The U.S. Postal Service on Friday released the latest in a series of gloomy financial reports, announcing a loss of $5 billion for the 2013 fiscal year, ending on Sept. 30.
That marks the seventh consecutive year the Postal Service has reported a net loss, despite significant changes the agency has made to trim costs from its operations, including workforce reductions and consolidating delivery routes.
In a conference call with reporters, USPS executives talked up the effects of those efforts – amounting to nearly $1 billion in savings – but reiterated that the agency will remain in precarious shape until Congress passes legislation to relax the requirement that the Postal Service prefund retiree benefits and establish more operating flexibility.
“The key for us is that Congress has to act. That is the lion’s share of what’s left,” Postmaster General Patrick Donahoe said.
On the business side, the Postal Service’s balance sheet was weighed down by continued declines in First Class mail, the agency’s most profitable product. First Class mail volume dropped by 2.8 billion pieces in fiscal 2013.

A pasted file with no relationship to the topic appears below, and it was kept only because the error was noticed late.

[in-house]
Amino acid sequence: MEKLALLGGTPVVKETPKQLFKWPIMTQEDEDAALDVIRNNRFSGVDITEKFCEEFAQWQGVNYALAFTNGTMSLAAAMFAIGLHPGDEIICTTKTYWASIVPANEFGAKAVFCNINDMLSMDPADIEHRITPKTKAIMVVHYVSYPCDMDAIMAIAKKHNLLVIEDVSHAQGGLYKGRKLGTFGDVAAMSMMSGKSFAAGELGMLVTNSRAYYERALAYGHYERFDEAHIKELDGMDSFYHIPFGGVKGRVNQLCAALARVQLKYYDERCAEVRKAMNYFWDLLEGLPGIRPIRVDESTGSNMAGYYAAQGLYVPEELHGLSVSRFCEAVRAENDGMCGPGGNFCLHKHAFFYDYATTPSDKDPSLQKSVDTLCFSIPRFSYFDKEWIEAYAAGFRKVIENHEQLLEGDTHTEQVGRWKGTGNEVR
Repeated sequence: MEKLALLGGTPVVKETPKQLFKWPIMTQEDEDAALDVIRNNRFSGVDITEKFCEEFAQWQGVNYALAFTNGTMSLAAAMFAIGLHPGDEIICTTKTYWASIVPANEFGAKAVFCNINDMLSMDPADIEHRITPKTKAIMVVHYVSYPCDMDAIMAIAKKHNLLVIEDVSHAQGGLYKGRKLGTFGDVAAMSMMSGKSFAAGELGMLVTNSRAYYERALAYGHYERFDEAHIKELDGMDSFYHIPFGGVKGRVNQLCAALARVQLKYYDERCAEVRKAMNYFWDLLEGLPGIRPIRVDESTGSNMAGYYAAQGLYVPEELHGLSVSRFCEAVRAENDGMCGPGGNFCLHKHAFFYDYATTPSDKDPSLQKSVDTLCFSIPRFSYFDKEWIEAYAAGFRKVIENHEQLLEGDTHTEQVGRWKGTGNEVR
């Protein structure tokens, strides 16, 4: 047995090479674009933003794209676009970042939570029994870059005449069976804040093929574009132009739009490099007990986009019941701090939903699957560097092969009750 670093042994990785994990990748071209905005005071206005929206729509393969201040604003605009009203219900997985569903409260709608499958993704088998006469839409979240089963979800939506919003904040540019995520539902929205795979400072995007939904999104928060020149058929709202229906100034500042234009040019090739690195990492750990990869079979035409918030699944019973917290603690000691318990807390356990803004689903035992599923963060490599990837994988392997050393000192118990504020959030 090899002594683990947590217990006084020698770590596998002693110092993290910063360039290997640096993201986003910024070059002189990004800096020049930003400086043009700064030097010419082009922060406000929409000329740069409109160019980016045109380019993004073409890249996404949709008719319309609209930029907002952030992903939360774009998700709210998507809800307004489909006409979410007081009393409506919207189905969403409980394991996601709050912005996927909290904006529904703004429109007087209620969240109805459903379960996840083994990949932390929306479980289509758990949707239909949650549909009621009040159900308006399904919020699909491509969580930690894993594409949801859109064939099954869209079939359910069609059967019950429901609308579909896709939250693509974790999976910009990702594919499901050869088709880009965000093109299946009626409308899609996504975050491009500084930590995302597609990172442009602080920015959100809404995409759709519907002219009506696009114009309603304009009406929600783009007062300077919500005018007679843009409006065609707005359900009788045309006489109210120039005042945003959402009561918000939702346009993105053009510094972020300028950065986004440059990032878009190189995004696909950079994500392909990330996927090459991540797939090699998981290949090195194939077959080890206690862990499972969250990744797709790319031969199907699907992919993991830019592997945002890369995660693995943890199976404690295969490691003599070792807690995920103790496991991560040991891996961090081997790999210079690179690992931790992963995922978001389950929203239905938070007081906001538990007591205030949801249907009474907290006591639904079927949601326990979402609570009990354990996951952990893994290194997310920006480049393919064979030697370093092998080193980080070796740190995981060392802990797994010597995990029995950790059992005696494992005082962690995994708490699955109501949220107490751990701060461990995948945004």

That tumble overshadowed bright spots in the agency’s business, led by increases in package volume attributable to the continued growth in ecommerce. The Postal Service reported an increase of 210 million pieces in its packages business, with revenue up $923 million, or 8 percent.
Standard mail volume was also up, with revenue up $487 million in the fiscal year, an increase of 3 percent.
The Postal Service said that shipping and package services together account for roughly 19 percent of the agency’s overall revenue, totaling $12.5 billion.
And the Postal Service is looking to make those business lines an even bigger part of its revenue stream. The agency has been seeking permission from Congress to scale down to a five-day delivery schedule for regular mail. Packages are going in the other direction. In February, Donahoe announced that the Postal Service would begin offering delivering packages on Sunday. Then last week, word surfaced that Amazon had inked a deal with the Postal Service for Sunday delivery in select markets.
“The future of packages, that’s seven days a week,” Donahoe said.
But USPS officials stressed that the agency won’t be able to grow its way out of its current financial predicament. In aggregate, the Postal Service says that its liabilities exceed its assets by roughly $40 billion, while the agency is at the cap of its statutory debt limit of $15 billion, creating a situation where “liquidity continues to be dangerously low,” said Joseph Corbett, the agency’s chief financial officer and executive vice president.
“Obviously the financial hole is huge,” Corbett said.